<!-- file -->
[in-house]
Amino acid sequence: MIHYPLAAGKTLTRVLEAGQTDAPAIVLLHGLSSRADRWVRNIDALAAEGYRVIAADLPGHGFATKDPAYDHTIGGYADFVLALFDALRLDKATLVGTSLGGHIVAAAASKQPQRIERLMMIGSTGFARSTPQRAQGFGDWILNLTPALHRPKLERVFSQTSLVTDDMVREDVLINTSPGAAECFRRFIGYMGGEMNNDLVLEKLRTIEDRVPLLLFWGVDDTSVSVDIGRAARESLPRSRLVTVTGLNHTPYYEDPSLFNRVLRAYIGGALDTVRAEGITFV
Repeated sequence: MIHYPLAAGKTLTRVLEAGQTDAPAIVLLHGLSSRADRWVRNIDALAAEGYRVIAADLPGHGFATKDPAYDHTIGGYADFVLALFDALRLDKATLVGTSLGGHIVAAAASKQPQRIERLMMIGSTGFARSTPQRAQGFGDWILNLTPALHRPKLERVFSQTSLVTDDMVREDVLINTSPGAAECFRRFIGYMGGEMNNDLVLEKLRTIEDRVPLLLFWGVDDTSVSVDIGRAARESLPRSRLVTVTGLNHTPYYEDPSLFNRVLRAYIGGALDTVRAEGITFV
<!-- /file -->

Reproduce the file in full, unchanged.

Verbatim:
[in-house]
Amino acid sequence: MIHYPLAAGKTLTRVLEAGQTDAPAIVLLHGLSSRADRWVRNIDALAAEGYRVIAADLPGHGFATKDPAYDHTIGGYADFVLALFDALRLDKATLVGTSLGGHIVAAAASKQPQRIERLMMIGSTGFARSTPQRAQGFGDWILNLTPALHRPKLERVFSQTSLVTDDMVREDVLINTSPGAAECFRRFIGYMGGEMNNDLVLEKLRTIEDRVPLLLFWGVDDTSVSVDIGRAARESLPRSRLVTVTGLNHTPYYEDPSLFNRVLRAYIGGALDTVRAEGITFV
Repeated sequence: MIHYPLAAGKTLTRVLEAGQTDAPAIVLLHGLSSRADRWVRNIDALAAEGYRVIAADLPGHGFATKDPAYDHTIGGYADFVLALFDALRLDKATLVGTSLGGHIVAAAASKQPQRIERLMMIGSTGFARSTPQRAQGFGDWILNLTPALHRPKLERVFSQTSLVTDDMVREDVLINTSPGAAECFRRFIGYMGGEMNNDLVLEKLRTIEDRVPLLLFWGVDDTSVSVDIGRAARESLPRSRLVTVTGLNHTPYYEDPSLFNRVLRAYIGGALDTVRAEGITFV